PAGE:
Please welcome Lexi Revellian, a fellow Kindle Scout winner, as today’s guest author. She says: I’m a London jeweller/silversmith who also writes feel good page-turners. The latest is my Kindle Scout winner, The Trouble with Time, (Time Rats Book 1). (Ed. Note: I didn’t Americanize the English spellings.)
What is the background noise when you write and why is it there?
Ideally, I’d like silence to write in. I have a fantasy of a house with a walled garden in the middle of a forest, where I and the blank page wrestle alone. In fact, I write in my jewellery workshop in London, so the background noise is traffic, and occasionally my neighbours. I find music distracting, although I often have tracks I associate with the current novel.
What is your most recent excellent read (book, short story or essay) and why?
My fellow Kindle Scout winner, Janette Rallison’s The Girl Who Heard Demons. The heroine is cursed/blessed with the ability to hear demons. Being a good person, she feels compelled to help people when the demons have revealed their problems, and this has earned her a reputation for being weird. At her new school, she is determined to lie low and not interfere again. But then she meets Levi, an attractive fellow student, whose life is in danger . . . A page-turner with humour, wit and romance.
Are you a plotter, pantser or something in between and why?
I decide on the initial situation and hero/heroine, and have an idea of what the end will be (this may change). I make masses of notes about the characters and what may happen, then start writing, making it up as I go along, following the characters. The story often turns out quite differently from what I expected. This is a scary way to write a book. I envy Dickens who planned out every chapter in advance.
When you start reading a book do you always finish it? If not, what causes you to permanently put a book down?
I used to. When I was nineteen I plodded through the whole of Dostoyevsky’s Crime and Punishment, a dreadful novel I would turn shuddering away from now. I’ve got less tolerant. Unforgivable flaws include: characters who do something no real person ever would, just because the plot requires it; a dislikeable protagonist who is supposed to be sympathetic; lack of humour.
What do you do that you suspect causes your copyeditor to pull her/his hair out?
I like semi colons an awful lot more than most copyeditors do. They don’t like brackets, either, preferring dashes. There are fashions in punctuation, like everything else; but as long as punctuation is efficiently informing the reader, it’s doing its job.
When you compare your first draft to your final draft, do you net add words or subtract words? In general, what is it that you add or subtract between first and final draft?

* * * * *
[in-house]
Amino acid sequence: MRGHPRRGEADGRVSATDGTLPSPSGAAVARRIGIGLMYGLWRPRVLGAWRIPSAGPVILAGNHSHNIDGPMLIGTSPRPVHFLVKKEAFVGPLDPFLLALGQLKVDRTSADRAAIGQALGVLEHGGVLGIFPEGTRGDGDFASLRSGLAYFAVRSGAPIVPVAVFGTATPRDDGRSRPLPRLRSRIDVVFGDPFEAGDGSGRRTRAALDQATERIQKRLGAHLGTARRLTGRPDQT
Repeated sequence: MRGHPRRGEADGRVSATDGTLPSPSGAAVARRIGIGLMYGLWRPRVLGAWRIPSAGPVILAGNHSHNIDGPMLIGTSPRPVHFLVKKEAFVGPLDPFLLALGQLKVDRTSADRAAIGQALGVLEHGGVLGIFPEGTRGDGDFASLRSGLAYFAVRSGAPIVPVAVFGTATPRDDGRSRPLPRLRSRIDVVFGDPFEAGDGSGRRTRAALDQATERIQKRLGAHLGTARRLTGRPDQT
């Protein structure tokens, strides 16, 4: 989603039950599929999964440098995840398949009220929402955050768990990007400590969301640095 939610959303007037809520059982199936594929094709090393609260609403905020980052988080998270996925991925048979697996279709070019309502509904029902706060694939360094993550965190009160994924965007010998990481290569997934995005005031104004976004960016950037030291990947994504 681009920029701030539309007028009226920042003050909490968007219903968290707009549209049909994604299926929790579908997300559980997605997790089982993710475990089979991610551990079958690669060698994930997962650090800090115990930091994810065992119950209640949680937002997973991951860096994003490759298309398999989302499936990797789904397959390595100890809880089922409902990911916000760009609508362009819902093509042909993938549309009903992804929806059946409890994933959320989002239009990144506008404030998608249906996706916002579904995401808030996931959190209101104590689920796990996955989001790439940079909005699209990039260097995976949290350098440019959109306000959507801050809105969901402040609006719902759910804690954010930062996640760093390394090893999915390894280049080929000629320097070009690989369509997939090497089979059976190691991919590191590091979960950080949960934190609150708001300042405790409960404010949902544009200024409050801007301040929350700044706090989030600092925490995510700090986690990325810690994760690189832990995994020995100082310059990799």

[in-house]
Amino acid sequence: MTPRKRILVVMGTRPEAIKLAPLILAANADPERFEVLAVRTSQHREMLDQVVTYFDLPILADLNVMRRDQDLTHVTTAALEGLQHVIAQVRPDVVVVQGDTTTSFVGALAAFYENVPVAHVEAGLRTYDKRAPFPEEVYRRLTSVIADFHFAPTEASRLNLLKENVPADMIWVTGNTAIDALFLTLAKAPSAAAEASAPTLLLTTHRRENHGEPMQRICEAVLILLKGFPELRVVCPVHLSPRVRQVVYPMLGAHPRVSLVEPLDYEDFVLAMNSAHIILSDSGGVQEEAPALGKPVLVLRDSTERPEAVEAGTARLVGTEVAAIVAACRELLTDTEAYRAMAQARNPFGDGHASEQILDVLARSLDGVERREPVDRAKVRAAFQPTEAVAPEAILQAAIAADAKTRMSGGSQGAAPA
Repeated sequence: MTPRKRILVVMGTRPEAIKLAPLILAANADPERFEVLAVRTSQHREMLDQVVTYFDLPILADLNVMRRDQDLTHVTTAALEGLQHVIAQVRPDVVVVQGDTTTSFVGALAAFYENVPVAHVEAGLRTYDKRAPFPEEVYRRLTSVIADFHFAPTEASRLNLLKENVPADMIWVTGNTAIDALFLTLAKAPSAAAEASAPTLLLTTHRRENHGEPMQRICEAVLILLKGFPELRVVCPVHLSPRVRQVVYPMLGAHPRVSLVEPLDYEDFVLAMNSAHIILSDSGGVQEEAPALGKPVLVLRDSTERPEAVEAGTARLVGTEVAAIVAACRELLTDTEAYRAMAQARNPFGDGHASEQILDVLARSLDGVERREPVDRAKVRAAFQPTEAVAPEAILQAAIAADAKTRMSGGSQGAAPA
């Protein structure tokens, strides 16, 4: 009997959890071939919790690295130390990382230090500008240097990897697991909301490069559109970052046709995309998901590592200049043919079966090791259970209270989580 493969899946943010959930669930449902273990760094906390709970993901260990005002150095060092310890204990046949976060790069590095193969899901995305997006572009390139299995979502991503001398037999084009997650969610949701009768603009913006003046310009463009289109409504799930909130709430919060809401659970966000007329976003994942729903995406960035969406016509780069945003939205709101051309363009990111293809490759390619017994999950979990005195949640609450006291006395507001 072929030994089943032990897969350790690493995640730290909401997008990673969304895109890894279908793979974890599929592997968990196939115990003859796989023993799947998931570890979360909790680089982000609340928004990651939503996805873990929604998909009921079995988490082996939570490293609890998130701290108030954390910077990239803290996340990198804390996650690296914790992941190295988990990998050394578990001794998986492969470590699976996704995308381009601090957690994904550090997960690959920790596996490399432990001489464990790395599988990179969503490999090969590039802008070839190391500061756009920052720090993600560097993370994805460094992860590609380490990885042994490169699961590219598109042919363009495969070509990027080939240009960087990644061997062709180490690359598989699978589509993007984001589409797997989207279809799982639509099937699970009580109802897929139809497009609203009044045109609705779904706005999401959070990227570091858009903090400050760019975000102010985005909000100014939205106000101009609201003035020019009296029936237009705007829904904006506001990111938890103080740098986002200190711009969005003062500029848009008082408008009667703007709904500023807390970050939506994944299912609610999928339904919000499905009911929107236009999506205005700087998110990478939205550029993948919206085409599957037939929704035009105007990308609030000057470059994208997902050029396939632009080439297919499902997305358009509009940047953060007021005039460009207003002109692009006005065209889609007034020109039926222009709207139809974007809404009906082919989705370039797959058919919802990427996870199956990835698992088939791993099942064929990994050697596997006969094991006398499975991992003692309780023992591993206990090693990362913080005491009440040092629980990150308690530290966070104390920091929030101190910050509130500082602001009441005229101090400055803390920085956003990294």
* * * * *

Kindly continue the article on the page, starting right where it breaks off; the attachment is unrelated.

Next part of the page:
I write concisely. I tweak as I go, not leaving a chapter until I’m happy with it, adding in thoughts, settings, weather, occasionally whole scenes, moving phrases and sentences around. By the time I reach the end, the book is pretty much ready to publish.
What language error, when you hear or see it, grates on you like the screech of fingernails on a chalkboard?
Do I have to settle for one? I hate the use of ‘they’ and ‘their’ to refer to a single person, especially when the sex of the person is known. “Every schoolgirl has THEIR own locker” – no, no! “Every schoolgirl has HER own locker”. Also nerve-racked with a ‘w’, because the expression derives from the torture rack. And muddle-headed political correctness that calls actresses actors, and female craftsmen craftswomen. What’s going on there?
Name three writers from whom you have drawn inspiration and tell us why.
Jane Austen: she’s the best. You’d recognize one of her characters if you met him in real life. And she’s witty.
Mary Renault: I read my first of her books, The Bull from the Sea, when I was twelve, and was entranced. I’m a fan. Her novels are riveting, entertaining, and brilliantly written. I picked up my semi colons from her.
Dick Francis: his early novels are great page turners. Like many of his readers, I’ve stayed up till the small hours to finish them. That’s a fantastic quality in a book, which I try to emulate. I intended my novel, Remix, to be like a Dick Francis without the horses. It has rocking horses instead.
What is a piece of writing advice you think is worth sharing?
Most writing ‘rules’ can be broken. There is only one real writing rule – Never Bore The Reader.
Here’s a bit of a blurb for The Trouble with Time (Time Rats Book 1)
It’s 2045. Jace Carnady works for the Time Police, dedicated to the prevention of timecrime. Life is good; he loves his girlfriend and enjoys his work. But when the team get wind of a rogue time machine and fail to find it, Jace suspects one of his colleagues, and his life begins to unravel . . . In 2015, Floss Dryden is snatched from her own time and taken to the future – but will this really prevent the extinction of humanity?